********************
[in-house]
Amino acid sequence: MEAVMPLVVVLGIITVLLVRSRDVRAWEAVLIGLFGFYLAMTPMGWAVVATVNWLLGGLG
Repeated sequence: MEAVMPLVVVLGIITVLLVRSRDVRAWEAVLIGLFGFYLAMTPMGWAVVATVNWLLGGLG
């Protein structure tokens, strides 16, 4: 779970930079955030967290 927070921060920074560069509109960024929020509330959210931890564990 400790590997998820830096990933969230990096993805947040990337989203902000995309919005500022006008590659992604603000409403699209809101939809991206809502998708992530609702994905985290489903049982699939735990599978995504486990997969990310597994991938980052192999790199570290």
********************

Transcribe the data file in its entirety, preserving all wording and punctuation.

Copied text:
[in-house]
Amino acid sequence: MEAVMPLVVVLGIITVLLVRSRDVRAWEAVLIGLFGFYLAMTPMGWAVVATVNWLLGGLG
Repeated sequence: MEAVMPLVVVLGIITVLLVRSRDVRAWEAVLIGLFGFYLAMTPMGWAVVATVNWLLGGLG
């Protein structure tokens, strides 16, 4: 779970930079955030967290 927070921060920074560069509109960024929020509330959210931890564990 400790590997998820830096990933969230990096993805947040990337989203902000995309919005500022006008590659992604603000409403699209809101939809991206809502998708992530609702994905985290489903049982699939735990599978995504486990997969990310597994991938980052192999790199570290």